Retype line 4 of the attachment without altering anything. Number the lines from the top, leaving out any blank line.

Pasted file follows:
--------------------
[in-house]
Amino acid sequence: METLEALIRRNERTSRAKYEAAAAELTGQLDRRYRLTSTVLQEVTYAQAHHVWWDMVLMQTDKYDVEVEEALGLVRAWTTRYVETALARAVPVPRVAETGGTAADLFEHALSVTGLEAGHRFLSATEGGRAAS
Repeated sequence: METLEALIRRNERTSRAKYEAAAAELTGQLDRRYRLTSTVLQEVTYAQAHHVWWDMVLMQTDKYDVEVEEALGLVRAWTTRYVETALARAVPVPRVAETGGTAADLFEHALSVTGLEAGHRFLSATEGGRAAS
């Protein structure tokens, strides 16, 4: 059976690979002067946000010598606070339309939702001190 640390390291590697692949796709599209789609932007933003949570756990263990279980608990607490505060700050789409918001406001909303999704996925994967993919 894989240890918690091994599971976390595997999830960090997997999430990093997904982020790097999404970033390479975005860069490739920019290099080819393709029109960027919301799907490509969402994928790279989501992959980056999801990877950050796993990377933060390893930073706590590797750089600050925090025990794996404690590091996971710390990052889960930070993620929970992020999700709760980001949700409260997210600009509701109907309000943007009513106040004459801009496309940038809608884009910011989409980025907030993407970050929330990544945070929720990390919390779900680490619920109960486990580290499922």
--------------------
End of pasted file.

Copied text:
């Protein structure tokens, strides 16, 4: 059976690979002067946000010598606070339309939702001190 640390390291590697692949796709599209789609932007933003949570756990263990279980608990607490505060700050789409918001406001909303999704996925994967993919 894989240890918690091994599971976390595997999830960090997997999430990093997904982020790097999404970033390479975005860069490739920019290099080819393709029109960027919301799907490509969402994928790279989501992959980056999801990877950050796993990377933060390893930073706590590797750089600050925090025990794996404690590091996971710390990052889960930070993620929970992020999700709760980001949700409260997210600009509701109907309000943007009513106040004459801009496309940038809608884009910011989409980025907030993407970050929330990544945070929720990390919390779900680490619920109960486990580290499922």